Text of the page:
Friday, April 3, 2015

Hyderabad--Day 3

Some of Wednesday's breakfast

For the next three days--Wednesday through Friday--Casey and Dan left around 9:15 to go to the office and train the Indian team. Gracia and I would go shopping or to see sites.

We had gotten on the internet this morning to look up things to do. We didn't want to give our driver any more vague directions and end up at another tourist shop. So we told him the first thing we wanted to visit was Birla Mandir, a Hindu temple on a hill overlooking the city. Anthony said no. Really, he was pretty bossy sometimes. He said that it was too hot to go there, because they would make us take off our shoes and walk up barefoot. We never did get around to trying to go there in the evening.

So then we asked him to take us to Shilparamam--a local fair for handicrafts.

At the Shiparamam Crafts Village--Statue of Ganesha behind

Turns out this was the "night market" he had wanted to take us to the evening before, when we were too tired for more shopping. Hardly anyone goes there in the day, because of the heat, apparently. Really, it wasn't that bad and I kind of got the idea that we westerners are regarded as pretty feeble specimens.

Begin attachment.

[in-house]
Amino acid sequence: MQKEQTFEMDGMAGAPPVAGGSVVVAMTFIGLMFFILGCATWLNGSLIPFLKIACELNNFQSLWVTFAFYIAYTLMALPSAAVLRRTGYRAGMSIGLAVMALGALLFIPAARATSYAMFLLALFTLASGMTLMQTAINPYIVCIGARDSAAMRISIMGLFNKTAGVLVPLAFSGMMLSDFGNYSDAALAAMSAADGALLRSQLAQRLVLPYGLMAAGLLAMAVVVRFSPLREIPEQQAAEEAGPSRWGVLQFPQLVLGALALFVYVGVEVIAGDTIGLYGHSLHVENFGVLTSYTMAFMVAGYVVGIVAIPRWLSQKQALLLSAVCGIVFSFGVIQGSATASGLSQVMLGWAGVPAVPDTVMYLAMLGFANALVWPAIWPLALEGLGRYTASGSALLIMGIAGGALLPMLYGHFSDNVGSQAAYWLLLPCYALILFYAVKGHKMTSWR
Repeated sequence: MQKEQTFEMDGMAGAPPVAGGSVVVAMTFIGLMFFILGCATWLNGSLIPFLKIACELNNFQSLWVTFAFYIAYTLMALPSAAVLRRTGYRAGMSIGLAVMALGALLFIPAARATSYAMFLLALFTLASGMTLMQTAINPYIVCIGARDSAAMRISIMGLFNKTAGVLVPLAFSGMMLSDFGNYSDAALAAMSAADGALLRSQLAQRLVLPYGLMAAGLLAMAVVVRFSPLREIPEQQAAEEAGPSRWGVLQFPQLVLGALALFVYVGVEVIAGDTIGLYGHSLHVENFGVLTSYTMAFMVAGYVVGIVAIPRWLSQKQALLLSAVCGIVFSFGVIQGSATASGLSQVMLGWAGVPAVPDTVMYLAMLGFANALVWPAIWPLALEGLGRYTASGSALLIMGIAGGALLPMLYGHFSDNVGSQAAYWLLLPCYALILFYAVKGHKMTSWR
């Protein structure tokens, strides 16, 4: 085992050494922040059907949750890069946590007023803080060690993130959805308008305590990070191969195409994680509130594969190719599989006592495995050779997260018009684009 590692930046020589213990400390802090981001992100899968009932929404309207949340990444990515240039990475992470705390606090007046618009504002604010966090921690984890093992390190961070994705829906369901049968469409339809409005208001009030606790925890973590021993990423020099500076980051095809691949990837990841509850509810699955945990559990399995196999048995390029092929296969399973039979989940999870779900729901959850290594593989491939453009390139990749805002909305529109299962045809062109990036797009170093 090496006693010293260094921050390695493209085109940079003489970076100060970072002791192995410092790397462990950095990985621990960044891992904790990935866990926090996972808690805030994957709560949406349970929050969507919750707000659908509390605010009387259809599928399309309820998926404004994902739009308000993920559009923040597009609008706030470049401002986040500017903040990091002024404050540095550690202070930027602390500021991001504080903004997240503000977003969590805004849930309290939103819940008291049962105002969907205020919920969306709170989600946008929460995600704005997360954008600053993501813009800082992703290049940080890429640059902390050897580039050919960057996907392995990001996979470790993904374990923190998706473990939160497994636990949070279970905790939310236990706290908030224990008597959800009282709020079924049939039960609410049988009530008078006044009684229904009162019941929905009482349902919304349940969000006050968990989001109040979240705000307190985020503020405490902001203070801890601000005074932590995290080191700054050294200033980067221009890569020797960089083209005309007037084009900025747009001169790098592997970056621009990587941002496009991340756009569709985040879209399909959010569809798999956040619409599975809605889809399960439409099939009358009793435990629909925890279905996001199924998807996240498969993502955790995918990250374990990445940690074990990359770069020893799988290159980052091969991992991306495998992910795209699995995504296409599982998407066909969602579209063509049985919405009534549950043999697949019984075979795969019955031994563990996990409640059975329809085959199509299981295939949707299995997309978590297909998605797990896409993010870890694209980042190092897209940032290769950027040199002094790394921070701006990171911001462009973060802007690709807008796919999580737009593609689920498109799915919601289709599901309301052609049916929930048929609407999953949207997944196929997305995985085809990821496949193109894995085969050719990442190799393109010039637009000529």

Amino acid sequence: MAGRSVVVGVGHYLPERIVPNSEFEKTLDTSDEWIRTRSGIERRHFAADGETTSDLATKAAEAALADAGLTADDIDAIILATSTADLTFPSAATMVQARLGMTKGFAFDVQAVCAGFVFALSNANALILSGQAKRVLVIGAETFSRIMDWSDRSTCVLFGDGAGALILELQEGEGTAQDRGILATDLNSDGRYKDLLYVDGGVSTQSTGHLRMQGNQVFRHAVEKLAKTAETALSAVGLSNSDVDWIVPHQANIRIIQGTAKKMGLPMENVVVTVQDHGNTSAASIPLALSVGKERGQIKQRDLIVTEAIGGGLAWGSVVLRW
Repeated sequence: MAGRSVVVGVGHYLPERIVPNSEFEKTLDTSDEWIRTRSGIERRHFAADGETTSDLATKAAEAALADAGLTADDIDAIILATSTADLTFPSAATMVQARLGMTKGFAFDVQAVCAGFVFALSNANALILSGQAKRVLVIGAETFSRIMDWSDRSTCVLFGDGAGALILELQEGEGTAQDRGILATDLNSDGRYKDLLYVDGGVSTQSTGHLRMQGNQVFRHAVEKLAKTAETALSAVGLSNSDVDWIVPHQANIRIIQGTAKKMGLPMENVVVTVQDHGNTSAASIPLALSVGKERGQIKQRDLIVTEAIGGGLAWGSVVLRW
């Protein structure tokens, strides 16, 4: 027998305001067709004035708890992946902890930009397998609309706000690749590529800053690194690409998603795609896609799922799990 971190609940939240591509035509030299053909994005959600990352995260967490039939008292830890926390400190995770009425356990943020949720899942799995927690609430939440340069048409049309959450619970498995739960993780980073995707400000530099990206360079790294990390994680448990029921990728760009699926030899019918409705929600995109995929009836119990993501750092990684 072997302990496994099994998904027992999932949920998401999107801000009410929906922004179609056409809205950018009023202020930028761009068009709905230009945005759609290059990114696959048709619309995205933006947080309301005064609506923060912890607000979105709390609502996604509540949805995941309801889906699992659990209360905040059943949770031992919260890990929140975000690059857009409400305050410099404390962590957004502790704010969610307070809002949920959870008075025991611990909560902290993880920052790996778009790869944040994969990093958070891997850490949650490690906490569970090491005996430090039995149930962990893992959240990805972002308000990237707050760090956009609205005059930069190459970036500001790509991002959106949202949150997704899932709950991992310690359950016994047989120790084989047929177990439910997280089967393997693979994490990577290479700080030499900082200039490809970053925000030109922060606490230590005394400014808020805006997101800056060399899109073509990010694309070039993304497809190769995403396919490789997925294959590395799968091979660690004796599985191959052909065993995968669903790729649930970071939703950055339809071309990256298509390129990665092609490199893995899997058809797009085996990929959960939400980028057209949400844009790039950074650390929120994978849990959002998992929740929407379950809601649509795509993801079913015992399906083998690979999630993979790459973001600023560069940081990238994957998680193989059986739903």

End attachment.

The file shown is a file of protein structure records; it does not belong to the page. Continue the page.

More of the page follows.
The problem with it being very uncrowded at this morning hour was that every shopkeeper we passed by had nothing better to do than try to entice us into his stall. (The shops were all just boxes with open fronts under a common roof.) "It doesn't hurt to look! I give you special discount--first customer of the day!"
We ended up telling several shopkeepers that we had just gotten there, and would be back after we looked around more.  They didn't believe us, even though we were sincere to begin with. I actually felt bad about not going back to one of those shops where they were selling embroidered leather slippers--Anika had requested a pair and this was the best pair I ever ended up seeing, but also the first pair, so what did I know?


Gracia found a shop that sold saris but the owner didn't speak English. Luckily, a very charismatic scarf stall owner we had spoken to just down the row came and translated. She ended up getting three very pretty saris for about $22 each, which was a definite improvement over $140 each.


 Then that same helpful guy took us over to his cousin's stall to see pashmina scarves.  They call them scarves, but really they are shawls because they are so large. People wear them in cold weather like a coat. We never saw anyone wearing one in India, because March is the start of the hottest time of the year.